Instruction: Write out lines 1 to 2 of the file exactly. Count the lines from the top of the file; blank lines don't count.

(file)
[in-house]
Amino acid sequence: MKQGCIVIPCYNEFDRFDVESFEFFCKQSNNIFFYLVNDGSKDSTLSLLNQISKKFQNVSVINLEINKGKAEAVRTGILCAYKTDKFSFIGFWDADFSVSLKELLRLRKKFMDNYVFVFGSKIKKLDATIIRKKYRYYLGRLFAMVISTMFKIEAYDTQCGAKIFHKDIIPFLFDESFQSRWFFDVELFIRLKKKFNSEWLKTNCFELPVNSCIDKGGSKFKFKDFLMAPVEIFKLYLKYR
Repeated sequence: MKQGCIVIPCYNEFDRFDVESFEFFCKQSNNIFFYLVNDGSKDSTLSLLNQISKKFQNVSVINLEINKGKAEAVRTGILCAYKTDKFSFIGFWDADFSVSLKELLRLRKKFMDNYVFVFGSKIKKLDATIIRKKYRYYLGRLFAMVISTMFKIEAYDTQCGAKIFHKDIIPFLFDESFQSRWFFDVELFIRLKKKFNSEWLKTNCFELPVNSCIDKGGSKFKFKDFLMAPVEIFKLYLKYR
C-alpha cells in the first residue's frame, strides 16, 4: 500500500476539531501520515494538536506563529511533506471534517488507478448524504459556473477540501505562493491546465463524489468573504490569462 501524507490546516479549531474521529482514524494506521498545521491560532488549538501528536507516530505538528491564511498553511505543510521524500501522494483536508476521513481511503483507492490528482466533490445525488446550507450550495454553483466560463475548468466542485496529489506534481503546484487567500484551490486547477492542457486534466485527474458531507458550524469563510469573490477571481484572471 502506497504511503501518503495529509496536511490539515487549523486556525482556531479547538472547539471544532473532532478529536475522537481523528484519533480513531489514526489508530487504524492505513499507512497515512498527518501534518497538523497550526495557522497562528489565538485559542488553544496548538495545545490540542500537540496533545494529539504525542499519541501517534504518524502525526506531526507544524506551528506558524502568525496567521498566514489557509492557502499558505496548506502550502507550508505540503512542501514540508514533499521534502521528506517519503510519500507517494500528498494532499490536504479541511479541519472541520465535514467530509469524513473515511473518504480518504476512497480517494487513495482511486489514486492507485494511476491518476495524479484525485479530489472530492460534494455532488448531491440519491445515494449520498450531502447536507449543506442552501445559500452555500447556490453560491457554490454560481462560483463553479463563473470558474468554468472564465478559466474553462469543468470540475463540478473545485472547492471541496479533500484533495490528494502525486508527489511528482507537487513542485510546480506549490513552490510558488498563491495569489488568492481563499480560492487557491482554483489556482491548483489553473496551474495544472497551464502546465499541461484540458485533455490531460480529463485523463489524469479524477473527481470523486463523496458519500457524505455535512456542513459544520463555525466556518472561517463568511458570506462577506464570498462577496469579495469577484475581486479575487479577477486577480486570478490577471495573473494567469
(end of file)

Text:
[in-house]
Amino acid sequence: MKQGCIVIPCYNEFDRFDVESFEFFCKQSNNIFFYLVNDGSKDSTLSLLNQISKKFQNVSVINLEINKGKAEAVRTGILCAYKTDKFSFIGFWDADFSVSLKELLRLRKKFMDNYVFVFGSKIKKLDATIIRKKYRYYLGRLFAMVISTMFKIEAYDTQCGAKIFHKDIIPFLFDESFQSRWFFDVELFIRLKKKFNSEWLKTNCFELPVNSCIDKGGSKFKFKDFLMAPVEIFKLYLKYR